Estrangement is extraordinarily stressful and heartbreaking. The cut-off harms all parties, but parents find themselves ill-prepared and grasping for solutions and answers. When we are estranged, being informed, engaging in self-care, and understanding adult children and the contributors to the cut-off prepare us for the possible length of our estrangement.

Being self-compassionate and processing your grief over the loss of the relationship status will strengthen you and help you to move forward. Your life will be different; however, you can find joy again if you choose.

Let’s Have a Conversation:

Are you committed to a self-care routine that manages stress and its effects on your body and psychological state? What books have been most helpful to you?

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Marie

I could not embrace my adult child’s new lifestyle, so I am cut off from my grandchildren as well. I hope that in the future the grandchildren will seek a relationship with me. But if they don’t I will go on. I have to be thankful for what I have, and not dwell on what I have lost.

Anne

I wish I had your strength Marie. I hope it resolves itself . Hope springs eternal. Bless your heart.

Marie LoPresti Morin

Hi Marie:

Thank you for sharing. I am grateful you have decided you will go on no matter what has happened with your adult child. It truly is the way to move forward.
Warmly, Marie

Catherine Vance

I like that you put the responsibility for the estrangement on yourself, when many others will not do that. You write that you “could not” (chose not?) to embrace the new lifestyle. I don’t know what that means, but you are owning that you made the choice to reject (which is the harsh word for “could not embrace”). Gay? Drug-addled? Religious differences? Not for me to judge–it’s your loss, right? Did you cut off you grandchildren or did your child cut you off from them as well? Of course, it is hard to tell a grandchild, “I accept you, but I “cannot embrace” your father/mother.” Just ruminating here.

Missy

Catherine, you seem harsh and judgmental. Why did you even respond since you really said nothing but nasty?

teresa

I agree – she makes matters worse! I grew up in the 50’s and we moved bc of different people moving in – so when my daughter chose to live her life differently than my family, we didn’t speak for 5 years, i reached out to her and i made it better for years, welll after years of pretending i was happy and doing for all of them i’m called a certain name! after i managed to put my feelings aside and reach out to her friends and family i’m still the bad one! i feel no more – this all makes me sad but now i have to put myself first for a change

Patty

I commend you! You are a very strong individual! Wish I was.

I was cut off for 5 years and was not involved in my granddaughters’ lives. Then out of the blue, my son invited me to CO for a visit, while his wife was away, who I feel is behind my banishment! Granddaughters, when they met me, were seemingly terrified of me and wanted nothing to do with me! But by end of visit it did go better. So disheartening! I continue to give them gifts on b-days and holidays and hope for more visits!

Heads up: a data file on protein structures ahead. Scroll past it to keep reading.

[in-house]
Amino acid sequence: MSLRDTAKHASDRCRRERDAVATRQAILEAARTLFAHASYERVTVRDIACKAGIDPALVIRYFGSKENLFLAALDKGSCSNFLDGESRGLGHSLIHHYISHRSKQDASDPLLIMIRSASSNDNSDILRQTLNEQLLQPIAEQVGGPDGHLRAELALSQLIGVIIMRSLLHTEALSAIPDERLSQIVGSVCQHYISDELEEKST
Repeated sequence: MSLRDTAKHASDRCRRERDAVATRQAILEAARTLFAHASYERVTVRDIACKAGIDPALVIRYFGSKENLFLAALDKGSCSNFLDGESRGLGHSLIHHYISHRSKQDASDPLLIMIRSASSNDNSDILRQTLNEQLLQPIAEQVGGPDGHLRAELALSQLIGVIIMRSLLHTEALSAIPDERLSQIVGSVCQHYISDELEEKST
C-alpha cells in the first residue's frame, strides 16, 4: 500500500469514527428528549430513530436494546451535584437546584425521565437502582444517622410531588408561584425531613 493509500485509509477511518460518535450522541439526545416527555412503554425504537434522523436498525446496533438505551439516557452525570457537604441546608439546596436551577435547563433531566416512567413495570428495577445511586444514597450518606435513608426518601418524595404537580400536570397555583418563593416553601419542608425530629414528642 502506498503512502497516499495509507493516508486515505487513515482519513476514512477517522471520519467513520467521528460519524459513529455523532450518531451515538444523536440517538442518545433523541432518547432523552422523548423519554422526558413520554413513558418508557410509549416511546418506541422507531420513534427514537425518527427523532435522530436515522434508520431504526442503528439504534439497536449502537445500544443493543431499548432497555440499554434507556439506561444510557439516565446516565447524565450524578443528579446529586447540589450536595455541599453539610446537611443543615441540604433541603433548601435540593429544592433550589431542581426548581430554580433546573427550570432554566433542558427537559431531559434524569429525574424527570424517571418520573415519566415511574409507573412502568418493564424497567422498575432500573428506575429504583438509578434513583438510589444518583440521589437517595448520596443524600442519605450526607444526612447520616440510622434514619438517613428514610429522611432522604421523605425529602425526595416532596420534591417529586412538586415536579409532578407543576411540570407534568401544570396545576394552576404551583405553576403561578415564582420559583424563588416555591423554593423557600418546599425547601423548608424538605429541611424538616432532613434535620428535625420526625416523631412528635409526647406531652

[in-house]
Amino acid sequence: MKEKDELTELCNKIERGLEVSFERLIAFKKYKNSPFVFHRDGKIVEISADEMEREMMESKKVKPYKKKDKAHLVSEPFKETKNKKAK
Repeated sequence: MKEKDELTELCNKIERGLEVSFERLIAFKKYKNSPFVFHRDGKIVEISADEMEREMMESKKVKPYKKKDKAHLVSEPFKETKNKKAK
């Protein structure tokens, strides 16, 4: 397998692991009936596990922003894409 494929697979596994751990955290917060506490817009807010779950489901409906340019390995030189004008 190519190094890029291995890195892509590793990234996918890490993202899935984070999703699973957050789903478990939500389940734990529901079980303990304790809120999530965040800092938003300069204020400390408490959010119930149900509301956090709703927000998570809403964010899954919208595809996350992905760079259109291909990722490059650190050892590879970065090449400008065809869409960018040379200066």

teresa

sometimes don’t you feel you don’t have that normal family life when other family members are sharing vacations, holidays, etc.

Dianne

Going through this right now and for the first time in my life I am experiencing high functioning depression. My daughter was my best friend and we loved spending time with our two granddaughters. Trying to navigate a broken heart. Trying to understand why and what happened and will I ever have a relationship with them again. I know that journaling helps with healing and I am on it.

Anne

Hi Diane. This subject has had a massive impact on me and I do not have the answer. Even though it didn’t work for me I found some solace in sending a card or two with kind thoughts in. Try not to expect too much or your heart will break. I am so so sorry for what you are going through. I sincerely hope your love for your daughter shines through.. I send you hugs. And hope for some Peace.

Farrrel

I am so so sorry you are going through this, I experienced estrangement from my oldest son that went on for years, so I feel your pain. My younger son thought he was being totally unfair and with his help we were able to reconnect. Joshua Coleman’s book, “When Parents Hurt” was a huge help to me as well as spending time with a psychologist. Don’t give up even if it feels hopeless at times.

Marie LoPresti Morin

Hi Dianna: Thank you for sharing. I am so sorry you are going through this. I am grateful you are journaling, it Weill help you process your feelings. When you do journal, be sure to let yourself ventilate. Then, find something to do that takes your mind off of your discomfort. Be sure to be around those who love and value you. We truly do not know how long and what will happen with adult children. We do know that moving forward takes time to let ourselves process grief. Please take care of yourself. Warmly, Marie

joAnne

Dianne,
I wept when I read this. My youngest and I have always been so close. She recently married a european man and they were living with me in the states,I was thrilled to have them here. But,after eight months of listening to his harshness with my daughter,seeing his narcissism in full bloom,and seeing him make no attempts to find a job or do a thing around the house it was time for him to go. Attempts at speaking with him resulted in his full blown rage. They have been gone for four months and i have no idea where they are. I expected her to be with and support her husband but it’s as if she died. My heart is completely broken. I worry I will die before i see her again. Thank God I have a fabulous therapist.

Teri Dorr

I am so sorry. I know what this feels like. In time, you work thru the broken heart. But there is always a hole left. I have no idea where my youngest daughter is as well.

Catherine Vance

Oh, Dianne! This sounds so sad and yet I feel it could be fixable! Strong love and like